Low taxes for companies is a facet of Reaganomics. courtesy Wikimedia Commons

Amazon tax loophole preventable with future reform

Amazon paying zero taxes last fiscal year is a result of Reagan-era economic philosophy.

Amazon’s tax bill for income this year will have them forking over the hefty sum of zero dollars. That’s right, one of the world’s three most valuable companies will give back zero percent of its $11 billion profit via federal corporate taxation in 2019. When this news broke a few weeks back thanks to the Institution on Taxation and Economic Policy, it was hard to understand how such a behemoth of a corporation could get away without any taxes levied. But thanks to news sites like Vox, the loophole(s) was explained. What the loophole and Amazon’s use of it proves is that the United States government cannot afford to continue working under an archaic tax structure that does not serve the country’s need.

First and least surprising, Amazon makes good use of the R&D tax credit that lessens the taxes a company has to pay when they are investing a significant amount of money into developing new technology that could help more than just their bottom line in the future. Second, the Trump tax bill gave some help to this astoundingly low figure by offering a 100 percent tax deduction for money that companies spend on equipment. Although the tax reform bill was effectively corporate welfare that found ways to line the pockets of board members, it was not the main reason Amazon paid no income tax.

Amazon paid no income taxes because they used a loophole from the 1990s that was meant to curb the grossly outsized profits that executives were beginning to make. The Clinton White House was able to pass Section 162(m) of the U.S. Tax Code, which made all salaries over $1 million taken home by executives non-deductible. The only exception to this was if compensation packages to people high up in the businesses were paid in stock options or something similar. Fast forward to 2019, and Amazon has used this loophole to lower their taxes by continuously issuing more shares as their income has grown. They have turned a mechanism meant to stop inter-corporation inequality into an effective tool for exacerbating it.

Amazon’s low income tax factors into a larger political battle over the taxes companies should be paying. Since Ronald Reagan’s presidency, the Democratic Party has been trying to resist the push to lessen taxes and cut government essential government programs. Two failing methods of resistance come from what I will call the Clinton appeasement plan and the Congressional Democrat piecemeal plan. In the ’90s, the Clinton White House thought that continuing New Deal liberalism would be a losing strategy, and that playing into the Republicans’ game with a liberal flair would work better. By offering to cut taxes in different places than Republicans or cutting different programs altogether, this method inadvertently helped the GOP accomplish their dual goals of weakening the United States tax system and cutting programs that do not benefit their personal interests.

The Congressional Democrat piecemeal plan does not attempt to beat Republicans at their own game, but it instead tries to undo the anti-tax small government system the Clinton and Reagan White House built over the course of 20 years. It often does well at fixing one problem, but its flaws are as vast, if more well intentioned, than the Clinton plan. It may do away with one Reagan-Clinton era loophole just to see another become more widely used in its place, or even see its successes repealed by a successive conservative majority. This is why a full-fledged progressive tax overhaul is the only thing standing between the U.S. and destructive economic calamity as more companies expose the loophole that Amazon used.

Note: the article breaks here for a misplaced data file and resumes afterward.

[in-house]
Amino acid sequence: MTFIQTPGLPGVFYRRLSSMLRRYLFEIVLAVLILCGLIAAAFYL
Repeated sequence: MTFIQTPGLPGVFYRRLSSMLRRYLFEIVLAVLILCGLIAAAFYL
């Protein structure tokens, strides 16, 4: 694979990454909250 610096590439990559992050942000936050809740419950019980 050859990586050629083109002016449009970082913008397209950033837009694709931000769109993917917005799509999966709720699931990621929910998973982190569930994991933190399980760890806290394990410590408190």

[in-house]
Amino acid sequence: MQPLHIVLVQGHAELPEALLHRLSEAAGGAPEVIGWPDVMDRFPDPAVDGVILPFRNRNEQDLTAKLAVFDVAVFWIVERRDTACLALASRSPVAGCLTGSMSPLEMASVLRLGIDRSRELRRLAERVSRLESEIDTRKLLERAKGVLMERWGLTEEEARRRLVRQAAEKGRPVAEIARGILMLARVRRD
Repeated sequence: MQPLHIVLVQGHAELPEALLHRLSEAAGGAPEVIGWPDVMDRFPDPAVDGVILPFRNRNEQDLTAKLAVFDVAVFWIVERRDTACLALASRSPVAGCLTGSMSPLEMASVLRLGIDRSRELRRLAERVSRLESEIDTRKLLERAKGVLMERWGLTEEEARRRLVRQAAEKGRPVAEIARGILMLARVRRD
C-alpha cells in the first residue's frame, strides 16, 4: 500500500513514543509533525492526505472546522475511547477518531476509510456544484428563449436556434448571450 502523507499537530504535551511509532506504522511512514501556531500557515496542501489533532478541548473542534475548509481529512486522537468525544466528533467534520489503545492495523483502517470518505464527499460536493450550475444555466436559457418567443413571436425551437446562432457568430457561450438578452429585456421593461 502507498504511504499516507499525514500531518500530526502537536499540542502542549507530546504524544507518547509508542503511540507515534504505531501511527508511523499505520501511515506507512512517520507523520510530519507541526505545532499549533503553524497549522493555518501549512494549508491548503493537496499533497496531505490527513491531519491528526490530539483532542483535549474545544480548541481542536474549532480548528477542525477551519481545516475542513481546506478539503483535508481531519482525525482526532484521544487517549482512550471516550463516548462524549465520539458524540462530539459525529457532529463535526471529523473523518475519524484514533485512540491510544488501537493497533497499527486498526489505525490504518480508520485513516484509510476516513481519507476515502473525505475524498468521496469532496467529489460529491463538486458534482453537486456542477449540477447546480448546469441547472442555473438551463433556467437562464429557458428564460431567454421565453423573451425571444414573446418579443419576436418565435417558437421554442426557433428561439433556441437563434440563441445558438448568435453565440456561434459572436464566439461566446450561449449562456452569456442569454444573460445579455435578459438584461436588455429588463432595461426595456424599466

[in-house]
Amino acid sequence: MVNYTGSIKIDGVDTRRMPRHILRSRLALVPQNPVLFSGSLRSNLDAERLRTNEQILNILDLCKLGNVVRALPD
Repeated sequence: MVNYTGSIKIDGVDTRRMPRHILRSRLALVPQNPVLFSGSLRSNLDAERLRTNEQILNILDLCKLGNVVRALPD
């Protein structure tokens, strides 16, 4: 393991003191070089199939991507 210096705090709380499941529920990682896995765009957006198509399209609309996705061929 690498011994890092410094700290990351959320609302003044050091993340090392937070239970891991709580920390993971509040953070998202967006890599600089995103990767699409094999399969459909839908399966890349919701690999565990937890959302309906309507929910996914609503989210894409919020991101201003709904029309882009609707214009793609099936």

Without a tax system that the U.S. government can utilize to make large corporations pay for those at the bottom of the economic ladder, corporations will continue to run rampant and leave untold economic inequality in their wake. It is hard to imagine the kind of details that a new and progressive tax code would imply, but taking hints from the last time the American state truly sought to fight economic inequality would be a good starting place.

In the last 20 years, conservative politicians and corporate leaders have been unafraid to propose laughable tax plans that reward them with gross amounts of money. Similarly, a progressive tax code should make every suit on Wall Street anxious the day it hits the House floor, much like the New Deal did. A plan like Representative Alexandria Ocasio-Cortez’s 70-percent marginal tax rate, which was too much for the lofty mind of Republican House Whip Steve Scalise to comprehend, would do just that. By taxing all income above $10 million at a 70-percent rate, it would stop the stockpiling of funds that occurs when money ends up in the hands of people who can afford to save all of it. Instead, it could be used to prevent emergencies and benefit society, which is what AOC was referring to when she mentioned it. There would obviously be loopholes to such a provision, but a progressive tax system would never cease in trying to close loopholes once they have been used.

There will be numerous tax propositions made in the next few years, and many will sound outlandish, but we have all grown up in a Reaganite America where any increase in taxes is meant to sound like a national emergency. Instead, we should be willing to bring back the tax provisions that helped America get to its most economically egalitarian point in the middle of the 20th century. If we do not, then Amazon will become the next Walmart and exert the kind of lobbying force on Congress that can help it get the tax code that best aids its interest instead of the American people.

Post Author: Chris Lierly